The permanent State Department bureaucracy must keep Sandoval protected and under their thumb. If he were to become a witness in Guatemala or in the United States in a judicial action, the Obama-Biden conspiracy could be exposed.

The MP, FECI, and TSE have repeatedly violated the law in pursuit of the embassy’s agenda. The key enabler in this anti-liberty conspiracy against Guatemala, the coopted CC, protects them with constant illegal rulings.

This nefarious conspiracy has made the current election the most chaotic and corrupt since the current Constitution took effect in 1985. Many candidates have not participated, and the TSE has illegally eliminated others.

With his de facto power to jail them through FECI and the judiciary, Arreaga has intimidated Guatemala’s wealthy elite into abstaining from political donations. No party, except Torres’s UNE, has sufficient money for the short three-month campaign. The UNE is not subject to the restrictive rules the TSE applies to other parties.

Guatemalans need to understand the embassy and State Department are subject to US law and cannot behave willy nilly. The Guatemalan government can negate the State Department’s illegal actions by getting the US government to apply its own laws.

The key quality in any candidate for the Guatemalan presidency now is his ability to assert sovereignty and neutralize the State Department permanent bureaucracy. This has the potential to avoid the socialist abyss by working with the Trump administration. Guatemalans should ask each of the candidates if they have met with the US ambassador this year and discard anyone who has bowed at the altar of embassy abuse. Then voters should look closely at those candidates who have not sought approval from Arreaga.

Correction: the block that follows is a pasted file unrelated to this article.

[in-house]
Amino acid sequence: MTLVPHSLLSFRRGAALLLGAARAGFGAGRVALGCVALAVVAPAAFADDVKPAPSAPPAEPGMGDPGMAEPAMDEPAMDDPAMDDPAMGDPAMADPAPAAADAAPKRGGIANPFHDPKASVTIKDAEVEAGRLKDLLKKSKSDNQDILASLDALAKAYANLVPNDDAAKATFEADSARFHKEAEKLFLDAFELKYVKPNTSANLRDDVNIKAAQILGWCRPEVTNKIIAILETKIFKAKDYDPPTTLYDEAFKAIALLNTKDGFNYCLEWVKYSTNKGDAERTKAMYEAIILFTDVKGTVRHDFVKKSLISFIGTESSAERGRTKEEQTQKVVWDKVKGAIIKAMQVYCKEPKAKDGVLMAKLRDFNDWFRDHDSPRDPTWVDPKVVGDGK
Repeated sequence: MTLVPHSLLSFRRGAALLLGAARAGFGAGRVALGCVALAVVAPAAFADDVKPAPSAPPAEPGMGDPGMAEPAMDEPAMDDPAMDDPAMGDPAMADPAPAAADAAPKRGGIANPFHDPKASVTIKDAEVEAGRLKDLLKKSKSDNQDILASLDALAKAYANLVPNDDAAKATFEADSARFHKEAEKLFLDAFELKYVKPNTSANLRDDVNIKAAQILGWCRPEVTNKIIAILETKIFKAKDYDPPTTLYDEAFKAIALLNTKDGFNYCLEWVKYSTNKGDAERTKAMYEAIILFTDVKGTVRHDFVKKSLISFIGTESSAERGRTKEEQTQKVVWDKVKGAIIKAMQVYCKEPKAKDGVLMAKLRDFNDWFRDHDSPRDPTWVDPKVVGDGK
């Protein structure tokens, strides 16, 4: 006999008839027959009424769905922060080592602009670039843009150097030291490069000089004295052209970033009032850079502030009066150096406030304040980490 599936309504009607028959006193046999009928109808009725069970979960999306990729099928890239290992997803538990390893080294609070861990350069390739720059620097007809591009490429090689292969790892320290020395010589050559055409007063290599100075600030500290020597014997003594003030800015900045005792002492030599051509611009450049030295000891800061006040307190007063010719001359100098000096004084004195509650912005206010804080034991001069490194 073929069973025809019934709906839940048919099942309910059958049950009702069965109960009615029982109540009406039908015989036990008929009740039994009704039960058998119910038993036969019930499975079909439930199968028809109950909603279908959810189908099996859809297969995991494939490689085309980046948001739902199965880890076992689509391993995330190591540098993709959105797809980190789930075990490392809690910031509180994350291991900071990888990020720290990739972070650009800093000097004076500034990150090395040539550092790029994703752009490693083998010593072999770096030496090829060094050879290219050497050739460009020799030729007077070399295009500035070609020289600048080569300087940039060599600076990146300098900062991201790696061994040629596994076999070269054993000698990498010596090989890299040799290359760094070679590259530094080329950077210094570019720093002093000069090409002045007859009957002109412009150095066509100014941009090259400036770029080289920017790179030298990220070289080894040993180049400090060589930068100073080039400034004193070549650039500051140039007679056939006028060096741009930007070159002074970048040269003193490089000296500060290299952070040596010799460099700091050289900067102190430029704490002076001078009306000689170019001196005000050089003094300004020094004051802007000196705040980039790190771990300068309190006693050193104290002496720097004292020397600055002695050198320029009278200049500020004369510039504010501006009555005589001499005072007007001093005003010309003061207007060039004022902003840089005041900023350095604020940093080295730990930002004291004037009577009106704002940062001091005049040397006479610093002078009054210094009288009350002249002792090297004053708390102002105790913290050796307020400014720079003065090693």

All eligible Guatemalans need to vote on June 16, even if they have no preference. The greater the number, the less likely the State Department permanent bureaucracy’s interference will give Torres a majority in the first round. Hopefully, for the sake of Guatemalan development and for US interests, there will be a runoff in August won by a candidate who didn’t seek Arreaga’s approval.

Lea en español.

Steven Hecht

Steven Hecht

Editor at Large

Steve Hecht is a businessman, writer, and film producer, born and raised in New York. He has lived and worked in Guatemala since 1972. He holds a Bachelor of Arts in Economics and a Master of Business Administration in Banking and Finance, both from Columbia University. He has worked on development projects in Guatemala to help the country leave its underdeveloped state and reach its great potential. Realizing the misconceptions prevalent about Guatemala and Latin America in the outside world, he has written for the Washington Times, Daily Caller, Fox News, Washington Examiner, Frontpage Mag, New English Review, PanAm Post, Epoch Times, and PJ Media and appeared as a guest on national American media programs including the Lars Larson Show. Steve’s reporting has included meeting with coyotes, the human smugglers who have ferried millions of illegal immigrants into the United States via Guatemala’s 595-mile border with Mexico.

More Posts

Support our work to unmask impunity and promote the rule of law. By donating, you will elevate press freedom and help us cover events ignored by the mainstream media.

DONATE